He argued that the rights in the 1973 Act and the constitution were consistent with the ICC and the ICCPR in giving appropriate rights to the defendents. He pointed to Article 27 of the constitution which stated that all 'citizens are equal before law and are entitled to equal protection of law' to suggest that these accused should not be given additional right.

He pointed to the new article 6(2)(A) of the 1973 Act which states that, 'The tribunal shall be independent in the exercise of its judicial functions and shall ensure fair trial,' to indicate that the Tribunal will organise fair trials.

He then went through different provisions of the 1973 Act which he said indicated that the accused have all the rights necessary for a fair trial.

He said that unlike the situation with the ICC, the Tribunal was not a pre-trial chamber.

Following this, the Tribunal made the following order:
'Application for bail submitted by four accused, (1) Motiur Rahman Nizami; (2) Ali Ahsan Mohammad Mujahid; (3) Md. Kamaruzzaman and (4) Abdul Quader Mollah taken for hearing

Mr Tajul Islam, the lead counsel appeared for petitioners, and Mr Sayed Haider Ali appeared for the prosecution.

Mr Tajul Islam took us to the application for bail and submitted that the petitioners are in custody from 2 August 2010 and till now no investigation report has been submitted. Further submitted that vague allegation made against these petitioners and as such no prima facie case against them they may be enlarged on bail.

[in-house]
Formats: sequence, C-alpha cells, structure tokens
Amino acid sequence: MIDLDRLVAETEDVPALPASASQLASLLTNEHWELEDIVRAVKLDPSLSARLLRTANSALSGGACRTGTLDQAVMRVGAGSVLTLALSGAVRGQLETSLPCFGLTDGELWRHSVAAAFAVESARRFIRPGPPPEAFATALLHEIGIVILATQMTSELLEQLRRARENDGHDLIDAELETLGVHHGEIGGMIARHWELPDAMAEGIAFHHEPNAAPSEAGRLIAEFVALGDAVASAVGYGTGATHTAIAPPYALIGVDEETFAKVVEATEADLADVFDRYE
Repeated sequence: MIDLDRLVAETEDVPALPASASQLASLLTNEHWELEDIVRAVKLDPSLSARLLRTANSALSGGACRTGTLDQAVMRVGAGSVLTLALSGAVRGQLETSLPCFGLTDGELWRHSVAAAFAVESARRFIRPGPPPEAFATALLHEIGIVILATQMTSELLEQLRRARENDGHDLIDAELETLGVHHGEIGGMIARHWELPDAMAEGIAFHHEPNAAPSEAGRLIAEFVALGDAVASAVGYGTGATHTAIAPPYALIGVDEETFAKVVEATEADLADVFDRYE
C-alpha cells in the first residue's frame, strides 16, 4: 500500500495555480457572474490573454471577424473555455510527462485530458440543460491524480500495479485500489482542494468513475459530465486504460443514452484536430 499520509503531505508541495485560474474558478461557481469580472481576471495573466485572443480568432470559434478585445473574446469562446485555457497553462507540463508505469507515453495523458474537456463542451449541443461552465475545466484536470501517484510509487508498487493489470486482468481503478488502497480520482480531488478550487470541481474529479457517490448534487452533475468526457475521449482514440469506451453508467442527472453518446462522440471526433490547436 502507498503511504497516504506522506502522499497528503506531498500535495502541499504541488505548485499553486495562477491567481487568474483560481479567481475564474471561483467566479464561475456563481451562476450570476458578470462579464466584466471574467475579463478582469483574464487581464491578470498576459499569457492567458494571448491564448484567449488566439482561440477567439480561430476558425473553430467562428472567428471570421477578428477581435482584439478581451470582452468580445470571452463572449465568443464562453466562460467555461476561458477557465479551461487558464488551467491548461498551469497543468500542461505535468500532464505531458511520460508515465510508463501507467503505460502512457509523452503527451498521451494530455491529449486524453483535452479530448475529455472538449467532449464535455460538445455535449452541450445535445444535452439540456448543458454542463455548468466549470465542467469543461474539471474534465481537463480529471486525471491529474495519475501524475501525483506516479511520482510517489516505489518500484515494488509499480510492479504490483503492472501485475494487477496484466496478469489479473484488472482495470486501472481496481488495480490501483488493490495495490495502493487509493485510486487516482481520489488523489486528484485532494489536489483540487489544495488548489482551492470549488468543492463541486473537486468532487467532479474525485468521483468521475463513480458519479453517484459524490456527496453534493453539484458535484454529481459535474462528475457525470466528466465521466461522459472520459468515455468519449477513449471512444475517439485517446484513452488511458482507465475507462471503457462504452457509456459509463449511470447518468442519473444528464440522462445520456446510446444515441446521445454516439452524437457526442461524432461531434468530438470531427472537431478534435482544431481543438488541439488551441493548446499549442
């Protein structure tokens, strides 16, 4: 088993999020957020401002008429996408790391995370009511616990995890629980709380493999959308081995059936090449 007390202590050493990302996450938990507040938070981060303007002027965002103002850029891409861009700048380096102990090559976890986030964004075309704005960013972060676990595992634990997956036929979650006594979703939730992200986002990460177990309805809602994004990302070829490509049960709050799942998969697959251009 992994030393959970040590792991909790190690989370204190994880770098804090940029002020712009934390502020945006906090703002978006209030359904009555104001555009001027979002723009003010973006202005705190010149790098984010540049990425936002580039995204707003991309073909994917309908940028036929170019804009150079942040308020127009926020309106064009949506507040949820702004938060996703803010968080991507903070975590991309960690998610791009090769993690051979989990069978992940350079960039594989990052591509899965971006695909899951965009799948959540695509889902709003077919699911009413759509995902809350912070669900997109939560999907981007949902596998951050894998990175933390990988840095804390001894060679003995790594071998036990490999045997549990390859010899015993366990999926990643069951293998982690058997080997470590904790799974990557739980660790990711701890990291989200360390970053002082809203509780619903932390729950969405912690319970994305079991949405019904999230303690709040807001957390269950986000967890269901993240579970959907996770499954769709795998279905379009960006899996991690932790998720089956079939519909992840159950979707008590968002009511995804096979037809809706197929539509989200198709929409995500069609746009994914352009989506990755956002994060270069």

Further submitted that under different articles of the ICCPR and the ICC, the accused petitioners are entitled to be informed about charges against them but until now nothing has been given to them and as such their detention in jail custody is illegal, and considering this the accused should be given bail.

Mr Tajul then took us to the health conditions of the accused. Petitioner 1 is about 69 years old, Petitioner 2 is about 63 years old, no age is given in relation to petitioner 3, and petitioner 4 is 63 years old and submitted that all four petitioners are sick from different ailments including heart, diabetes, high pressure, prostate gland and other problems.

He further submits that in jail custody, the petitioners are deprived of getting proper medical treatment. They also require physiotherapy, but no such treatment is available in jail custody. It is lastly submitted that health conditions of accused for want of proper treatment, their long detention in custody, and failure of submission of investigation report before this Tribunal, are reasonable grounds to enlarge them on bail.